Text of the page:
Deuteronomy 32:8 – How Did “Angels of God” In Septuagint Become “Children of Israel” In Our Bibles?
Posted by Job on July 18, 2008
From the Septuagint: ” When the Most High divided the nations, when he separated the sons of Adam, he set the bounds of the nations according to the number of the angels of God”
From our Bibles: “When the Most High divided to the nations their inheritance, when he separated the sons of Adam, he set the bounds of the people according to the number of the children of Israel.”
By the way, Bible scholars based largely – though not entirely – on the study of Paul’s writings would interpret “divided to the nations their inheritance” to mean “the number of people from each nation that receive salvation.” This is based on Paul’s statement that his duty as an apostle (think missionary in this context) who saw his duty as an evangelist as serving in the role similar to that of an Old Testament priest giving praise offerings to God. Paul saw the praise and worship offerings by the tabernacle and temple priests as prefiguring Christian evangelists bringing people from the various tribes and nations to salvation.
That is a big difference isn’t it? Let me tell you … Hebrews 2:5 is generally regarded as being influenced by the LXX (Septuagint) version of Deuteronomy 32:8. I just find it odd, because according to the LXX version, the number of people that will be born again and go to heaven was always predetermined, finite, AND EQUAL TO THE NUMBER OF ANGELS THAT GOD CREATED. Of course, 1/3 of the angels rebelled and were cast out. But in any case, if the version of Deuteronomy that the writer of Hebrews had was more correct than ours, then there really is no basis for opposing the notion of particular grace, commonly called limited atonement.
I am curious as to what the textual critics have to say about this one. I wonder if this goes back to the Massoretes, or if it goes back even further to Jerome’s Vulgate. (Then again, why would the Jewish community generally agree with the Vulgate?) The Dead Sea Scrolls contain at least SOME of Deuteronomy. This fellow says that the Dead Sea scrolls agree with the Septuagint. So does this more scholarly source. … does anyone know how said scrolls can be investigated?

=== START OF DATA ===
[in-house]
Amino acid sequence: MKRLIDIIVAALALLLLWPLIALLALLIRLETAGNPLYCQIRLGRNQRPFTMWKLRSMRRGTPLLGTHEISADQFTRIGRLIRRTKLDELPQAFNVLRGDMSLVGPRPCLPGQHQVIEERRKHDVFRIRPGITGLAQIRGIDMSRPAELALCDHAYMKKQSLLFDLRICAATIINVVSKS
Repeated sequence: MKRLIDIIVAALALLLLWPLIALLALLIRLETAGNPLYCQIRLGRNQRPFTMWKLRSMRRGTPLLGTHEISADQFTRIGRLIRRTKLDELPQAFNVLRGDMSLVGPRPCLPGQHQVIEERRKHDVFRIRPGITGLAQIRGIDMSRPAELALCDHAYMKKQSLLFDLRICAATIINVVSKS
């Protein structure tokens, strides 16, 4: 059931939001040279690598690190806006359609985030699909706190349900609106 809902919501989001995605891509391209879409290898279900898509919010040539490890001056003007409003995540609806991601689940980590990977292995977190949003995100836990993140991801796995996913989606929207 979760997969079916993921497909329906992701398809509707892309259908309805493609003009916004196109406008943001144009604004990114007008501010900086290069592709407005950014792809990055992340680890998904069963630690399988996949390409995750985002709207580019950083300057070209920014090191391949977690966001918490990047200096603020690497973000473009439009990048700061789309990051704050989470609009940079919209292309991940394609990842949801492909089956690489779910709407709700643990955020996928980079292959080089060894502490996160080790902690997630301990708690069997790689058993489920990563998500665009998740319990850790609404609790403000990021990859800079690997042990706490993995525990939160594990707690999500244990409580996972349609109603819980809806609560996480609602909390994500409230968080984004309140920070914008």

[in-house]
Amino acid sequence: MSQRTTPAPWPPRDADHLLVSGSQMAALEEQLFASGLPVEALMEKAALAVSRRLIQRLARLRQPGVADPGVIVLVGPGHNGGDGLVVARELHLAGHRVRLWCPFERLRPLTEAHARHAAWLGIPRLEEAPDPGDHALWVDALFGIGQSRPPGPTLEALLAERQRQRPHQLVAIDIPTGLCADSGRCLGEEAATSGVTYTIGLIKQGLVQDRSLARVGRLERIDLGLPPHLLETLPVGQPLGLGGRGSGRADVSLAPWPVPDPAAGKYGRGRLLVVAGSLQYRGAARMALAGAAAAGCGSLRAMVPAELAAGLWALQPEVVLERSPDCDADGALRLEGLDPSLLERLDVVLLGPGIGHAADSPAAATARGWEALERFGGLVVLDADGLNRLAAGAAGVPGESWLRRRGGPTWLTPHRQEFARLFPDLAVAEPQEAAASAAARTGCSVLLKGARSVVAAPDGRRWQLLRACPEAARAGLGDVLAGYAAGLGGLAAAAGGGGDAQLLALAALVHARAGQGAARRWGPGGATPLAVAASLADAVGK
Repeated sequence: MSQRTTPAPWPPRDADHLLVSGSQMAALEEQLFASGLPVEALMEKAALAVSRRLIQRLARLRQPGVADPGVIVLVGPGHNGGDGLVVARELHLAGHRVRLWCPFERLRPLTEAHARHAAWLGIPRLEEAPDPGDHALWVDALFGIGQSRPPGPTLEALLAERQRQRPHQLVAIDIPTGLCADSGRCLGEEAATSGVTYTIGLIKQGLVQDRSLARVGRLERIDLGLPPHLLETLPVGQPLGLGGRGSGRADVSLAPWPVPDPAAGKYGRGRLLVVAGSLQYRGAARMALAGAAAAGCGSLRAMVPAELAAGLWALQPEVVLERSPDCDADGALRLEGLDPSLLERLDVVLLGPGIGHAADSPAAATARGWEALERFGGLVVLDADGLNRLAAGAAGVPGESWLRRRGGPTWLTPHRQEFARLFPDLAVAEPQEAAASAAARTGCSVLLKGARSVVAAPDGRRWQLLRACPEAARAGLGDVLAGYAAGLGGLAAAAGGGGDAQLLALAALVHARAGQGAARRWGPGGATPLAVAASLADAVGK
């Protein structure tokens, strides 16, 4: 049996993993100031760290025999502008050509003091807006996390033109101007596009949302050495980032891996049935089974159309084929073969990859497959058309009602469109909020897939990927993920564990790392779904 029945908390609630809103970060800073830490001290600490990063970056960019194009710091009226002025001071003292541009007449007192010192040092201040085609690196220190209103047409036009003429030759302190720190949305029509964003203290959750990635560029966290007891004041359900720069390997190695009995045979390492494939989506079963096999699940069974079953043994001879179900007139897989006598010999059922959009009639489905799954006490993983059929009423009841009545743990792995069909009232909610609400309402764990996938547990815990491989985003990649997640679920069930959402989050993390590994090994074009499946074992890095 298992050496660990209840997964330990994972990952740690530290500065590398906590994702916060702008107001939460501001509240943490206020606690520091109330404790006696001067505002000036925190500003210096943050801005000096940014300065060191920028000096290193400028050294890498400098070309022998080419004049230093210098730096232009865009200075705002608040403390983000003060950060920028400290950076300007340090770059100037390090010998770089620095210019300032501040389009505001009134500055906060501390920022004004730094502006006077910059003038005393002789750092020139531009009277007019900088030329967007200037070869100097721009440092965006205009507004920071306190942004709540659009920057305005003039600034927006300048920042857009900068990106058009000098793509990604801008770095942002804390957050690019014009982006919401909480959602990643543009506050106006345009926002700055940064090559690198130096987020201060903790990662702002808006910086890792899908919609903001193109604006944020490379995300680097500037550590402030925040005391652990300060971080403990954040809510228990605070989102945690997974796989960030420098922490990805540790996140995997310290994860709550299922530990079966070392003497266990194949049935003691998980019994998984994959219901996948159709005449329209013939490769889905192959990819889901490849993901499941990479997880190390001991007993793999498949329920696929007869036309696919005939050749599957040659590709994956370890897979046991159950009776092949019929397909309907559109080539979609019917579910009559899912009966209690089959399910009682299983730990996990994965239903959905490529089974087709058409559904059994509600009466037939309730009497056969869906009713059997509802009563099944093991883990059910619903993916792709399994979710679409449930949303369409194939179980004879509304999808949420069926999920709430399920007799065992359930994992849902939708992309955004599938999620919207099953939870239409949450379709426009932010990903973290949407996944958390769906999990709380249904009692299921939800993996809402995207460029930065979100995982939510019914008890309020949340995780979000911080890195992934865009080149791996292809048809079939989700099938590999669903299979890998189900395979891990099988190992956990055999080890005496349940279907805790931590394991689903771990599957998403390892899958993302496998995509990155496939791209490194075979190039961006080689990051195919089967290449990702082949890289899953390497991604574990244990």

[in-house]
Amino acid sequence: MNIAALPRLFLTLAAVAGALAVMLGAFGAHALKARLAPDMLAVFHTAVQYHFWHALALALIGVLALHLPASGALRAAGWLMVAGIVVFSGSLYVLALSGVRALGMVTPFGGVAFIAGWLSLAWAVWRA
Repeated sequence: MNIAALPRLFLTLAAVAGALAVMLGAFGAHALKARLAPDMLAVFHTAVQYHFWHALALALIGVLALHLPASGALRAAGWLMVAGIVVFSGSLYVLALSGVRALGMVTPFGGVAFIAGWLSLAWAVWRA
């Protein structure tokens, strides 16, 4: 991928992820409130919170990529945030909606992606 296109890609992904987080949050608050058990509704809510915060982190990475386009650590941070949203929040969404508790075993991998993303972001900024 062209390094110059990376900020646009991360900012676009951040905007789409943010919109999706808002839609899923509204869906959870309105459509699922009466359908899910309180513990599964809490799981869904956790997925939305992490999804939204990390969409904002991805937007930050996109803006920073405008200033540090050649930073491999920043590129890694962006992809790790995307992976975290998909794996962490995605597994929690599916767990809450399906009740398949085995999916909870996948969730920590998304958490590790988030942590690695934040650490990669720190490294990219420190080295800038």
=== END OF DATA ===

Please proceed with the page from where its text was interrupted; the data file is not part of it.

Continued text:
Update: Another bit of evidence that makes the LXX translation of Deuteronomy 32:8 almost certainly correct is Peter’s escaping jail in Acts 12. James had been killed prior to this, and when Peter was arrested they felt that he would meet the same fate. But when Rhoda saw Peter at the door and reported it, not believing it was Peter they stated “it must be his angel.” Christian thought at the time – and please keep in mind that these were all Jewish believers in Jesus Christ operating from a completely Jewish worldview, and I can say that because Jesus Christ was a Jew so that made “Christian” thought Jewish thought – was that everyone had a guardian angel assigned to their watch. (Other legendary things had been attached to this tradition over the years, such as the guardian angel’s taking on the appearance of the angel’s human charge.) Do angels “recycle” their assignments, getting new charges when their prior one dies? I will not go there. I will state, however, that I doubt that that common grace that God extends to the wicked – the sun and the rain falling on the good as well as the evil – goes so far as to give Planned Parenthood founder Margaret Sanger or her buddy Adolph Hitler or his initial buddy Joseph Stalin angels to watch over, comfort, minister to, and aid in their depraved wickedness. It is a valid inference from Biblical doctrine that said angels would only be assigned to people that God considers His own.